When I sat in on a special presentation on beef presented by the Beef Checkoff and The Motherhood last week, I didn't really expect to learn anything new. After all, I've been cooking with beef since I was a preteen, so I assumed I knew it all. Well, you know what they say about people who assume things...
So yeah, I did end up learning a thing... or maybe more, and I wanted to share it with all of you! You know, just on the off chance that you might be operating under the same assumption -- at least I hope it's not just me.
Frequently Asked Questions About Beef
A serving of lean beef has nearly half of the daily value for protein, contains less than 10 grams of fat, and less than 95 mg of cholesterol, making it a healthy and nutritious choice. Here's all you need to know about incorporating it into your meals!
What do I look for when purchasing beef?
Select beef that has a bright, cherry-red coloring. Beef that's in a sealed bag will typically have a darker, wine shade to it, but it will turn red when exposed to the air. The beef should be firm to the touch, and the packaging should be tight, without any tears or punctures, and contain little liquid. Be sure to check the sell by date before purchasing.
Speaking of the sell by date, what is the difference between sell by and use by dates?
The sell by date is the last day that you should purchase a package of beef on. A good general rule of thumb is to use your beef with 2 days of the sell by date. For steaks and roasts you want to use within 3-4 days from the sell by date. And for beef, stews, stir-fries, and other cuts that have been conveniently cut for you, you'll want to use within 2-3 days of the sell by date. Ground beef is the most perishable, so plan use it 1-2 days from the sell by date. If your package does have a use by date, then you should plan to cook or freeze your beef by this date.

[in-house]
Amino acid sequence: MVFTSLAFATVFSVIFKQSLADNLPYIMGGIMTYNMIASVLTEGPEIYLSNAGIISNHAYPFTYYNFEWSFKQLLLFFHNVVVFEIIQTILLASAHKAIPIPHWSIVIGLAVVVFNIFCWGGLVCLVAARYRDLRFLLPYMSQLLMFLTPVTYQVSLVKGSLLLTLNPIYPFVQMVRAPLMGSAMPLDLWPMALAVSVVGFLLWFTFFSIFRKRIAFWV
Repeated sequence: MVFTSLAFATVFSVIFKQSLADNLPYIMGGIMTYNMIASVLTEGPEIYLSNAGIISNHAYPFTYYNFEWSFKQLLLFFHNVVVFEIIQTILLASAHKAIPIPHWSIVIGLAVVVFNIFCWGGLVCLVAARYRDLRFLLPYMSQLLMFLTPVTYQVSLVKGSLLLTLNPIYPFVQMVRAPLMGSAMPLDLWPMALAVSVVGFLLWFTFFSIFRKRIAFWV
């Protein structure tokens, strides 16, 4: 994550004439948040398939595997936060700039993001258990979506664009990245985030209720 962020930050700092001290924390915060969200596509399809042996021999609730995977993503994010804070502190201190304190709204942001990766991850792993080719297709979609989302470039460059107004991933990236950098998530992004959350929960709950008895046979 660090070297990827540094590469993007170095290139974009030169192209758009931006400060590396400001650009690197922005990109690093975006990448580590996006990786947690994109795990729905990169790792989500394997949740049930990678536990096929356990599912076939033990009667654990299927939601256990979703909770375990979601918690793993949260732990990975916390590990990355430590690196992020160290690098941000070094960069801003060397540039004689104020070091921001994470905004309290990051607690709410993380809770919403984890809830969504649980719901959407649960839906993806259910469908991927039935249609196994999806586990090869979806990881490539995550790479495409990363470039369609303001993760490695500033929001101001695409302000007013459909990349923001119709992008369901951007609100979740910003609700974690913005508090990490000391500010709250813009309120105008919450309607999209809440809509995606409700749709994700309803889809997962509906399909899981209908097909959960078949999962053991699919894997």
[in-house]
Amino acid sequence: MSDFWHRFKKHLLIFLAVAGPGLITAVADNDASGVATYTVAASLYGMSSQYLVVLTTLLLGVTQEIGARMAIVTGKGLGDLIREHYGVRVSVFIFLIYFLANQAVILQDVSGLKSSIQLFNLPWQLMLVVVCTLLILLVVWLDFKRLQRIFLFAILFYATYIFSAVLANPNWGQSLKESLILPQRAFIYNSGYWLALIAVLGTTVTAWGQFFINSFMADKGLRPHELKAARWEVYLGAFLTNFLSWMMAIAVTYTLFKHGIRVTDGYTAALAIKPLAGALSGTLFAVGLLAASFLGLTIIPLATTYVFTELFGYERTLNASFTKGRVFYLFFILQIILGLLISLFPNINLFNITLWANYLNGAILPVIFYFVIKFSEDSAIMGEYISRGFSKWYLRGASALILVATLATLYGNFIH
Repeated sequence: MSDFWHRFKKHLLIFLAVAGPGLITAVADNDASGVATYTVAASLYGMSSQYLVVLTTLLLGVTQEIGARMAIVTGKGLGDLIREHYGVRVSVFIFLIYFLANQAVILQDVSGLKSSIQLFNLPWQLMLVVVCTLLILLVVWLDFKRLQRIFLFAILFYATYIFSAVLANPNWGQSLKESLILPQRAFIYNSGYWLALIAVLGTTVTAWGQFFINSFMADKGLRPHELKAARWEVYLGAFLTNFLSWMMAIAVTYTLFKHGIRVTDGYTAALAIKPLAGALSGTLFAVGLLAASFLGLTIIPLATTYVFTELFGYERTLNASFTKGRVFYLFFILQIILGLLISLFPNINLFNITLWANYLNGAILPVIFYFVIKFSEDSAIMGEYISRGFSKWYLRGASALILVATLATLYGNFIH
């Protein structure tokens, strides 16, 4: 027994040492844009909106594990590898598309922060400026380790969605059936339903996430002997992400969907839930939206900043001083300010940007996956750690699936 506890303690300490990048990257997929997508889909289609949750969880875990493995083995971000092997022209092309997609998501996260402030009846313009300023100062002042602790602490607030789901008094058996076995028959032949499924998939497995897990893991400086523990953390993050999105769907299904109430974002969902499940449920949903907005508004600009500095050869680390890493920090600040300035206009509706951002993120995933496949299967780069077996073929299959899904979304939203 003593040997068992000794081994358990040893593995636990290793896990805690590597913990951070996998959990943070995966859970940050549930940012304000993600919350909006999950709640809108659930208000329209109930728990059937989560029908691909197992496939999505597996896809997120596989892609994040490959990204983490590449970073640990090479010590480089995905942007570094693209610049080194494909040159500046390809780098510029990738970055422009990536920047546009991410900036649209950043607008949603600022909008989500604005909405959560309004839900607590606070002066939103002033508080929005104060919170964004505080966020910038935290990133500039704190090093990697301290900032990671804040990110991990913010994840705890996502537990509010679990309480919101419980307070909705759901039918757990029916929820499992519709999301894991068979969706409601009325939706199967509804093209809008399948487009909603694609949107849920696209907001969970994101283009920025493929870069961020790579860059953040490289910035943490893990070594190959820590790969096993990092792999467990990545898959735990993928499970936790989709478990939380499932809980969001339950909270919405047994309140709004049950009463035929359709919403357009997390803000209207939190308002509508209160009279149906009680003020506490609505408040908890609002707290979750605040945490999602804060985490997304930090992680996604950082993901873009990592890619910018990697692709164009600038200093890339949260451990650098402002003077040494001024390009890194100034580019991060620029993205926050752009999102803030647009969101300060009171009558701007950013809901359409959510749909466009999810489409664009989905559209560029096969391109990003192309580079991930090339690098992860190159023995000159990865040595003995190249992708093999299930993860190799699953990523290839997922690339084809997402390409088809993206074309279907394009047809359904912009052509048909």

What's the best way to freeze beef?
To keep your beef as fresh as possible when freezing, first remove from the overwrap, portion it out if you've purchased a family size package (a great way to save money on beef), and then transfer each portion into a freezer-safe bag. Squeeze as much air as you can out before zipping it up and freezing it. Uncooked beef can be safely frozen for 6-12 months. Already cooked beef can be frozen for up to 2-3 months.
What's the best way to thaw frozen beef?
The best way to thaw frozen beef is slowly in your refrigerator, never at room temperature. Be sure to place the beef on a plate or tray to catch and that may leak while thawing. However, in a pinch, you can follow these simple steps for thawing ground beef in the microwave.
Is it okay to freeze, thaw, and then refreeze beef?
Yes!!! I totally did not know this, but it can be refrozen... as long as it was thawed properly in the first place. If you defrosted it using the refrigerator method, then it's okay to put back in the freezer.
What's the best way to tell your beef is done, without cutting into it?
Invest in an inexpensive instant-read cooking thermometer! By using a cooking thermometer and this guide to determining doneness, you can guarantee perfectly cooked beef every time. A good rule of thumb for all cuts of beef, from ground beef to steaks to roasts, is that you want an internal temperature of at least 160 degrees.
So did you learn anything new??? I hope you did! And if you have any additional questions or just want a great resource that you can use any time, any place, bookmark the Interactive Butcher Counter. I love having this information right at my fingertips when I find a marked down cut of beef at the grocery store that I might not prepare very often.
To learn more about the Beef Checkoff, head over to BeefItsWhatsForDinner.com. There you can explore the different cuts of beef, learn how to grill beef in three simple steps, and browse tons of delicious beef recipes!
This post is brought to you by the Beef Checkoff. All opinions are 100% mine.